A few months ago I outlined the opportunities for Northland rail upgrades. After doing some more research I have found some more interesting information that backs up the case. For this post, I will focus on the Marsden Point line and log traffic.
Much of the talk around reopening the Marsden Point branch line has focused around the opportunity this to enable the port at Marsden Point to take over some or even all of the freight trade from the Ports of Auckland. This is a complex area that we will return too in later posts. In this post I will focus on how the line will benefit other freight opportunities within Northland.
In 2011 Kiwirail was reviewing the future of the Northland lines outlining some of the key issues:
- There are 270kms of operational track;
- The distance between Westfield and Whangarei by rail is 215km, compared with 185 km by road;
- Travelling time between Whangarei and Auckland is five hours by train;
- Current rail traffic is two return week-day freight services and occasional passenger charter services between Auckland and Whangarei and local services within Northland for forestry and dairy customers;
- Commodities moved by rail are predominantly dairy and forestry;
- The Northland to Auckland portion of the rail network earns revenue of $8 – $9 million a year, however it costs approximately that much to operate the trains;
- Northland’s rail lines are old, some dating back to 1880s and have been maintained to low standards in recent years because of the low traffic levels and funding constraints. Considerable investment is needed to allow for faster train speeds and larger modern sized containers
- There are 13 tunnels between Auckland and Whangarei and work is needed at six of them to create enough space for larger containers.
Currently, Northland rail is in a bit of bad state. In late 2014 the branch line to Dargaville closed because of poor track conditions. Then in late 2016, the section of line from Kauri (just north of Whangarei) to Otiria (near Kawakawa) was closed because of the poor condition of wagons and lack of commercial returns. These two lines were carrying logs to the chip mill at Portland, and the logs now go by road. There is currently only one train a day each way, and this carries export containers from the Fonterra dairy factory at Kauri, and wood products too & from Tokoroa. The closed branch lines still have the track in place, and the Dargaville line is now used for rail cart tours.
The Marsden Point railway line does have an advantage over many other infrastructure proposals. Thanks to some foresight from Kiwirail’s predecessor ONTRACK and the Northland Regional Council the line was designated in 2009. This means the corridor has been identified, protected and effectively consented. Subsequent to this some property has even been purchased.
Therefore, there is the opportunity for this project to proceed quickly, and perhaps even be open within 3 years.
The majority of freight handled by Marsden Point currently is logs, with over 2.6 million tonnes being handled in 2016. This volume is growing fast with tonnages up 11% over the previous year.
Marsden Point port was opened around the year 2000 to replace the Whangarei Port which was very constrained. Rail was used to transport logs from around Northland to the old Whangarei location, however when the port moved no rail line was built and the traffic was lost. This was a big hit to rail in Northland, with tonnages per annum dropping from 1,000,000 to only 300,000 tonnes.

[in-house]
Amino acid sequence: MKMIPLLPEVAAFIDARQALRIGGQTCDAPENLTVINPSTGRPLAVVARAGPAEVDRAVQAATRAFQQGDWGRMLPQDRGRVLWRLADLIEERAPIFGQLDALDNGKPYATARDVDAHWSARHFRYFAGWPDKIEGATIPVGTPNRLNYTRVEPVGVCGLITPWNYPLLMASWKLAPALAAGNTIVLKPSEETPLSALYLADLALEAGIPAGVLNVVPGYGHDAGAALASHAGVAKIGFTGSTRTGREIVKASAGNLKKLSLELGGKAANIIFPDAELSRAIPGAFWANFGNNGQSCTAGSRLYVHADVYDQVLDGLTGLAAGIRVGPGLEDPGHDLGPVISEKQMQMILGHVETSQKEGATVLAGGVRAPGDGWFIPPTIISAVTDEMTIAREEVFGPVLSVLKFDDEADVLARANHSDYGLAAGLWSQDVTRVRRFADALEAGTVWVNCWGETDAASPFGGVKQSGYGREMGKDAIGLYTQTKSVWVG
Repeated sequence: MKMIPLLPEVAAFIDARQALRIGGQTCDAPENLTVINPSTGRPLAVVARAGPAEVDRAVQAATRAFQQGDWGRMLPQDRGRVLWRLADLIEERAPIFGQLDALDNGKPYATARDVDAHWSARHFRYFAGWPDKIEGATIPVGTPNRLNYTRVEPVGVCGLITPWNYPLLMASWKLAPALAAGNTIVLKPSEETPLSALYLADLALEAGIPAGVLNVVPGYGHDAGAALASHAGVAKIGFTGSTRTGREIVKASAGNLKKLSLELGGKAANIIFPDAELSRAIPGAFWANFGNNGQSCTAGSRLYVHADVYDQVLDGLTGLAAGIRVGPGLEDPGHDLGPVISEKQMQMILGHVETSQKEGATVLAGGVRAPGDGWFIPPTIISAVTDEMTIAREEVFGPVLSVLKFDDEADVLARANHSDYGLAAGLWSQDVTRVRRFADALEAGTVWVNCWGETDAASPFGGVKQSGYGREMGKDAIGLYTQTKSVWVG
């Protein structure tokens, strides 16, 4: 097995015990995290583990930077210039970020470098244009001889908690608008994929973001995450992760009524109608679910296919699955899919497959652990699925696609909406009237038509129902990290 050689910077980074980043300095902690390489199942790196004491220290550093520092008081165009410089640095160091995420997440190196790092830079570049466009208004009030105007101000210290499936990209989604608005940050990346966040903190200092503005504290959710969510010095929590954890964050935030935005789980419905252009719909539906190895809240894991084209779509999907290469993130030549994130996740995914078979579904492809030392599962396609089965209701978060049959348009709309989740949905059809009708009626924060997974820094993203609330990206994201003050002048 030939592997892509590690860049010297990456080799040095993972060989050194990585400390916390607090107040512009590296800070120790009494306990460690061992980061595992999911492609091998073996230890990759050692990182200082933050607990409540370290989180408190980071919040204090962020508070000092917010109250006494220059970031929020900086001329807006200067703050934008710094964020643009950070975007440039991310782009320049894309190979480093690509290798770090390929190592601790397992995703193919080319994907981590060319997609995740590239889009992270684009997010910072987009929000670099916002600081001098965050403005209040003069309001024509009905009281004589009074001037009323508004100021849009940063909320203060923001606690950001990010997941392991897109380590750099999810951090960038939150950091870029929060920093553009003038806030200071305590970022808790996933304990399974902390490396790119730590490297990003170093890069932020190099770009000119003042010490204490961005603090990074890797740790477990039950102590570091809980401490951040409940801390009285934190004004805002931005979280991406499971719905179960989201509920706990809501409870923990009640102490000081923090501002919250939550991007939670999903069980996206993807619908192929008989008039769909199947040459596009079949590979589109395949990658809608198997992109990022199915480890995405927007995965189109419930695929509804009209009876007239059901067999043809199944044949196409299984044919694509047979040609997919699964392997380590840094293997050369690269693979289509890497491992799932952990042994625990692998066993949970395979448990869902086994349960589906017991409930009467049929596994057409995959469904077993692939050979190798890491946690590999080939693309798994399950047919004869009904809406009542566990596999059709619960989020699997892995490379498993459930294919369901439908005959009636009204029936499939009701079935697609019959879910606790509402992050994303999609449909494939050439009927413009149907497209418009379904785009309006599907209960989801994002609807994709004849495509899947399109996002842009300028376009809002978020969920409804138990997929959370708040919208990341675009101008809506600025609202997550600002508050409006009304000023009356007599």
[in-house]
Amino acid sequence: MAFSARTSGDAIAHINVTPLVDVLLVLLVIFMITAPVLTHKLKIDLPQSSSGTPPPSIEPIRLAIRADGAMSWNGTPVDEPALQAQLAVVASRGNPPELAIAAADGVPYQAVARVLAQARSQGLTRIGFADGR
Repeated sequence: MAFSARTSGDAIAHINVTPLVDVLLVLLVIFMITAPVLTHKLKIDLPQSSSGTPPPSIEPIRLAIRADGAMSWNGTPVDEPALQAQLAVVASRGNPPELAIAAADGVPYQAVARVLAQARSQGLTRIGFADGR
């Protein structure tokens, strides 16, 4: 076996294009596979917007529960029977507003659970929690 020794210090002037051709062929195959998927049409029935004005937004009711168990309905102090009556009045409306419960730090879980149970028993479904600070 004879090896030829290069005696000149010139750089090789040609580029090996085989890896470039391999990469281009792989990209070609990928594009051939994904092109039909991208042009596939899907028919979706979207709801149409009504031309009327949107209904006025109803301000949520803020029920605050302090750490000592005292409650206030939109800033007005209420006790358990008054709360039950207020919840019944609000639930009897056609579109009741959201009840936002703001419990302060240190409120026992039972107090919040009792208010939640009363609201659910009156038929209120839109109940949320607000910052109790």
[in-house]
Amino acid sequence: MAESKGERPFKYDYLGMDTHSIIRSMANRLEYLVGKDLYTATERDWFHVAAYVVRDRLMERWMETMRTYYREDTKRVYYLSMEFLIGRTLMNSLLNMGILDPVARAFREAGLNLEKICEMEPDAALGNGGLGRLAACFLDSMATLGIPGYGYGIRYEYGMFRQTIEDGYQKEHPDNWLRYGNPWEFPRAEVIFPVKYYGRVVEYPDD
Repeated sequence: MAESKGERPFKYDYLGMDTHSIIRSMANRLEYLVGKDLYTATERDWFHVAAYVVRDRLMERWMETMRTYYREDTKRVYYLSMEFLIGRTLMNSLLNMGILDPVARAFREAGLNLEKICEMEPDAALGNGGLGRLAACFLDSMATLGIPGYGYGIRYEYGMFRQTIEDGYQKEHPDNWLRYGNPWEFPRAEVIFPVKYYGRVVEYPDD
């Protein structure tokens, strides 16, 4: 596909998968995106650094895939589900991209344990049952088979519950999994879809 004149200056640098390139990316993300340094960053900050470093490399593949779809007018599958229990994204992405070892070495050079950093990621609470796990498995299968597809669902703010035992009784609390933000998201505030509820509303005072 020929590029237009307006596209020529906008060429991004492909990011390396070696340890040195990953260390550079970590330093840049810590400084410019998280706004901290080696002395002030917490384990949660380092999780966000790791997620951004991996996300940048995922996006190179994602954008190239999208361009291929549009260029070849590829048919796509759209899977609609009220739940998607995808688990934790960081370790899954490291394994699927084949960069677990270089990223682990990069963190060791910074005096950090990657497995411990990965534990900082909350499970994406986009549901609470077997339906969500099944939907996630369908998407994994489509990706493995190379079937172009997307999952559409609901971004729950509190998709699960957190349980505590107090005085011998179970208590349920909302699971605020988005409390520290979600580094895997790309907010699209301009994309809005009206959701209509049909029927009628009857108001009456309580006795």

The map below shows the 18 major plantation forests in Northland.
Most of the forests appear to be well located to be intercepted by the rail line at key locations. The key exceptions would be about 5 forests that are closest to Marsden Point itself.
Four key transfer stations could be established at the following locations for logs to be loaded from trucks onto trains.
- Otiria (north end of rail line near Kawakawa)
At least 3 of these locations were operating until the last couple of years. Some investment would be required at each of the sites to create a flat yard with space for trucks & log loaders to operate, however, the overall investment would be minimal.
These log transfer yards have been created a number of locations around the country in the last few years. In 2016 one opened in Masterton to increase the transport of logs by rail to the port at Wellington (Centreport). This yard cost $1 million and was a partnership between local forestry companies, Centreport and Kiwirail.
As well as the port, the Marsden Point line has the opportunity to serve other major adjacent industries. Two key ones are the oil refinery and the Carter Holt Harvey LVL plant. Both of these are adjacent to the port as can be seen below.
Most of Refining NZ’s fuel products are sent to Auckland by pipeline, or by coastal shipping to other ports around New Zealand. However, a few niche products do travel by road, so there is some potential for that instead to travel by rail.
Rail could also potentially play a useful role in providing emergency capacity if the pipeline ever was to suffer from disruption again. As we saw in September last year it is difficult to provide emergency road capacity for fuel haulage due to driver licence restrictions. Therefore, a rail link could reduce the issues, however, this would depend on how quickly appropriate fuel tank containers could be obtained.
There is also the potential for Carter Holt Harvey to use rail for inbound raw logs, and as well as taking finished products to Auckland for export or around New Zealand for domestic use.
Overall there appears to be a strong case that the Marsden Point line can be a successful & busy line from local forestry traffic alone, without requiring containers or cars to be shifted from Auckland.